Electrical Energy

Like all other forms of energy, electrical energy is the capacity to do work. Like other forms of energy, electrical energy can be converted into other forms such as light energy, heat energy etc. Energy can only be transferred when a difference in energy level exists.

Energy and Power

Power is the rate at which energy is converted into another form. The power is measured in terms of Watts. If the amount of power is high, large amount of energy will converted in a given time. Joule is the unit of energy.1watt is equal to 1 joule per second. Thus power can be calculated as

P= J / t W. Thus 1 joule is 1 Watt x 1 second

Hence joule is measured in watt seconds. If the power is measured in kilo watts and time in hours, then the unit of electrical energy is kilo-watt hour or kWh. Electricity tariff is based on kWh.

Energy consumption of appliances can be easily calculated. For example, if a computer rated 200 Watts is running 60 minutes, then the energy consumption will be

J = Pt

P is the power rating of computer – 200 W

t is the time in seconds. That is 60 minutes x 60 = 3600 seconds

Thus energy consumption J is 200 x 3600 = 720000 J or 720 kilo Joule

Electric energy form

AC power is graphically represented as Sine wave or Sinusoidal wave. It has two alternating cycles and one cycle is one complete repetition of the sine wave pattern. The domestic electric supply has 50 cycles and hence 50Hz. In some counties it is 60Hz.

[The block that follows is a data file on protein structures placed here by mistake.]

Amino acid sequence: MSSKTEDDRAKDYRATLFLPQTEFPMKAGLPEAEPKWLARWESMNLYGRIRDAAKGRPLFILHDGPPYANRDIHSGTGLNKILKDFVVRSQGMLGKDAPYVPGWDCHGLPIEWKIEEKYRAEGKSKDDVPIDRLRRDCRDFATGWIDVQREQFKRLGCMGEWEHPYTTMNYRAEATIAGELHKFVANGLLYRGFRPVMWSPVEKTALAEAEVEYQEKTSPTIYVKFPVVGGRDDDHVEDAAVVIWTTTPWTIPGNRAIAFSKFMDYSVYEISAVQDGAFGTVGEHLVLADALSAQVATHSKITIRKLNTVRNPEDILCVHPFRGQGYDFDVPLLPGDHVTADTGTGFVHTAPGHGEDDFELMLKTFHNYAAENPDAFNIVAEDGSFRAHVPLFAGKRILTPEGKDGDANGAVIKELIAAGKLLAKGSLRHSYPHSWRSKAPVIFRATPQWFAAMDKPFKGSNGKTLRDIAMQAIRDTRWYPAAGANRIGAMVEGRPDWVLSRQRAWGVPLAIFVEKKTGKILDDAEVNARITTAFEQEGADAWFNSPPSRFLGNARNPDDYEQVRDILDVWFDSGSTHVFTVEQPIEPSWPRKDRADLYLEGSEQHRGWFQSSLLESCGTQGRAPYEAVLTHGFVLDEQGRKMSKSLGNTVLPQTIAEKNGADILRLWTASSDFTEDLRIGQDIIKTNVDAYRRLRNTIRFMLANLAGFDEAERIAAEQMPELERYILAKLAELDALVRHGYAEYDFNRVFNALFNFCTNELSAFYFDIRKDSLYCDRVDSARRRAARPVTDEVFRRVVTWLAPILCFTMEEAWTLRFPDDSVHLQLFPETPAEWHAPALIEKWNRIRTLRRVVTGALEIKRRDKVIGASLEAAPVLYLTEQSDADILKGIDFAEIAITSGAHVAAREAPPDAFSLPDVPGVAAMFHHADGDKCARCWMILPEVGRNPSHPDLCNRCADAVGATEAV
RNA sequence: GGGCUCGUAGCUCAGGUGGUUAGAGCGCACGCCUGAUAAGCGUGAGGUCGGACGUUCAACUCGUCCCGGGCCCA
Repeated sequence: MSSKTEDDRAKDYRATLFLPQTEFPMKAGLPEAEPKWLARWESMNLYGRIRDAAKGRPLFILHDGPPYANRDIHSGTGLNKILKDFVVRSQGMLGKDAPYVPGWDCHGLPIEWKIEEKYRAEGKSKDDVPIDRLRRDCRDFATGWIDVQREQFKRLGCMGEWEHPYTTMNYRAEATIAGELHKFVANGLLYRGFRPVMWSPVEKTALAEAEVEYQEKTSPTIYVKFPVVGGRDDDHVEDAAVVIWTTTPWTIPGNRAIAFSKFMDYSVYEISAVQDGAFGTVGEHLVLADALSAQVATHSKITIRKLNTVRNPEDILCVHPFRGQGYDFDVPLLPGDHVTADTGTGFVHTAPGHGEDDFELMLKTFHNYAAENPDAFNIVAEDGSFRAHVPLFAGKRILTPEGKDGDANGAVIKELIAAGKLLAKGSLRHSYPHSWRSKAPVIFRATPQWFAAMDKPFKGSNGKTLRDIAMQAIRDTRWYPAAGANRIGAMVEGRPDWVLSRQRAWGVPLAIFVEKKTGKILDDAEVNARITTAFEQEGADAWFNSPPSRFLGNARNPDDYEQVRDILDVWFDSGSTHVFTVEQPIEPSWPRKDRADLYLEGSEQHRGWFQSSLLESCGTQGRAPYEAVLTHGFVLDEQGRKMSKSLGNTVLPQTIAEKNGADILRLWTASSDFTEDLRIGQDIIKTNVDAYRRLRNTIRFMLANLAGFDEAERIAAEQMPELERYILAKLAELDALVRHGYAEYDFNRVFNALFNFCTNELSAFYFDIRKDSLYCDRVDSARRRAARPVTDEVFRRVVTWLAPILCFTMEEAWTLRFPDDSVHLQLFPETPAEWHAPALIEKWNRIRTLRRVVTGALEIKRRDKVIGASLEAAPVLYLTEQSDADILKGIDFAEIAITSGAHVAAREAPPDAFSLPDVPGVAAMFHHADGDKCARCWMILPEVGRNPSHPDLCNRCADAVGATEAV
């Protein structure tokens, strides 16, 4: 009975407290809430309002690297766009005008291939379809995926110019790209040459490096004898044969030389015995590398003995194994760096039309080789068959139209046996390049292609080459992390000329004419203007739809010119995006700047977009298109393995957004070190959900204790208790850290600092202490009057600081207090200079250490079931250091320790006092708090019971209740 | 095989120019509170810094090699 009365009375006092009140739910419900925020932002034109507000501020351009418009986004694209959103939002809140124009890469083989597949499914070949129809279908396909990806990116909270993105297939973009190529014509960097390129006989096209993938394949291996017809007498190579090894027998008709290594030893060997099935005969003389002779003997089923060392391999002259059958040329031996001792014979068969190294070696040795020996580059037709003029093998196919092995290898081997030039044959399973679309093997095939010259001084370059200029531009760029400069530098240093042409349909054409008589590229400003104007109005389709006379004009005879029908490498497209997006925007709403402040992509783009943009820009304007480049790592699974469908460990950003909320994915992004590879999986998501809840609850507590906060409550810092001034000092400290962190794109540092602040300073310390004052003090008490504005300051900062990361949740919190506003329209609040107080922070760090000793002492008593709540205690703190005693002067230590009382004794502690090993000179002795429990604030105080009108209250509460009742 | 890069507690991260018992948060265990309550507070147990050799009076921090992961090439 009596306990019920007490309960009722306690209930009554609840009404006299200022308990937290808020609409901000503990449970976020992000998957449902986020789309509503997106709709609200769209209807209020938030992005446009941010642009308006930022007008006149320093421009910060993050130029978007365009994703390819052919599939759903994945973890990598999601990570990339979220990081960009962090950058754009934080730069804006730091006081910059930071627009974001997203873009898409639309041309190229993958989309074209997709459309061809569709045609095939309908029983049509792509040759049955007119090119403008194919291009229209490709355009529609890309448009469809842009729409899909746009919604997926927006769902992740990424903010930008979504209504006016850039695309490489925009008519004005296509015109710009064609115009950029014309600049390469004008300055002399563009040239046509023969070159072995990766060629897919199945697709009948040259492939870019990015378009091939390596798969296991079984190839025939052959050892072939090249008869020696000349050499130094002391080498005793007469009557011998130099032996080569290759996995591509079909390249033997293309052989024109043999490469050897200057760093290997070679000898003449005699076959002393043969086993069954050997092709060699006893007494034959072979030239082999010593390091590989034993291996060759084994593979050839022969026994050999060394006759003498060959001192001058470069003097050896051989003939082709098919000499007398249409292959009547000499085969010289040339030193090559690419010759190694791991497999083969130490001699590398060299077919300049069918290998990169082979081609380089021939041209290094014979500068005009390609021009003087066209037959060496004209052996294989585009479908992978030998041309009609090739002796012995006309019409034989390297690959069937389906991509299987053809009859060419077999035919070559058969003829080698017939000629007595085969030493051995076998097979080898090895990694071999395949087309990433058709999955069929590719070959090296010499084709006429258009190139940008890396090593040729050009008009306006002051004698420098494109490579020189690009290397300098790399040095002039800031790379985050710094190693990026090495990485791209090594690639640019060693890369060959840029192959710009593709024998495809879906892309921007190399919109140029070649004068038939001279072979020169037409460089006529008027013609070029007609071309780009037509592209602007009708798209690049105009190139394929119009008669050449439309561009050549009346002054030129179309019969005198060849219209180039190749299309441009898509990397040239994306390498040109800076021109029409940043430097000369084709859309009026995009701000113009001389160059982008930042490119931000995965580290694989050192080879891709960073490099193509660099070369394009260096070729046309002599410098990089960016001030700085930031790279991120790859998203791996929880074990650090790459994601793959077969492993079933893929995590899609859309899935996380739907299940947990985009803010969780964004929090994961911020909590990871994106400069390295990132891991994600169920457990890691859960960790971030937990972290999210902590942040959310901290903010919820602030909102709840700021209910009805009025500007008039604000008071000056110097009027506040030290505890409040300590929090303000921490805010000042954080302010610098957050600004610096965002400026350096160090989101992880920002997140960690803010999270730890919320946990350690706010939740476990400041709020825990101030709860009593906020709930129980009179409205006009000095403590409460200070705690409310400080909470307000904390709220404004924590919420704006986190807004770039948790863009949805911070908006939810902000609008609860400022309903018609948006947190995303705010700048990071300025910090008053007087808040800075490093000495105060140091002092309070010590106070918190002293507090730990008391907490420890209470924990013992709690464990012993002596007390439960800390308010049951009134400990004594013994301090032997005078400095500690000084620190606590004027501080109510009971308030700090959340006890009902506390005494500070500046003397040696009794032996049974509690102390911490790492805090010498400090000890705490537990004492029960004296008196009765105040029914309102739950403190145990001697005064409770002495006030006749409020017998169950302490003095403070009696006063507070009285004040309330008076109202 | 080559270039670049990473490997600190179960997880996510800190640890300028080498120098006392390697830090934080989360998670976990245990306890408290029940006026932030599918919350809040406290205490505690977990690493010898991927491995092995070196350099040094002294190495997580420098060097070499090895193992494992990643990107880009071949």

Sine Wave

The important features of AC power are Amplitude, Cycles, Frequency, Peak-to-Peak, and RMS.

1. Amplitude

Amplitude is the maximum value of current or voltage. It is represented by either of the two “peaks” of the sine wave. This maximum voltage level is also called as t “Peak Voltage”. It can be either positive or negative. Positive and negative refers to the direction of current flow. A negative number does not mean that the voltage is Zero but it represents the current flows in the opposite direction.

2. Cycles

In the Sine wave, one cycle is the one complete repetition of the sine wave pattern. The sine wave begins from zero, goes to positive through the Positive Peak, then to negative through zero, reaches the Negative Peak and to the zero.

3. Frequency

Frequency is the number of times the Sine Wave Pattern Cycle occurs in a second. The unit of measurement for Frequency is Hertz. The name is given in honor of the scientist Heinrich Rudolf Hertz.

4. Peak-to- Peak voltage

Peak-to-peak voltage is the voltage measured between the maximum Positive and Negative Amplitudes on the sine wave. Its value is twice that of Amplitude. Peak to peak voltage is the maximum voltage available. But this voltage not all usable in practical applications.

5. Root mean square – r.m.s

RMS value is the effective or usable value of a varying voltage or current.RMS is the standard way of measuring and reporting effective Alternating Current and voltage. It is not the peak voltage but the average voltage available. The RMS value can be determined by

The RMS is found by multiplying the Peak Amplitude by the Square Root of 2.That is approximately 0.707. RMS voltage (VRMS) is 0.707 or about 71% of the peak voltage (VPEAK).The domestic electricity is rated at 230 volt r.m.s. Hence the peak voltage is

Peak = 230 x 1.414 = 325 volts

The peak voltage is the maximum value present in a varying alternating voltage. That is from 0V to maximum positive voltage.

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Electrical Energy

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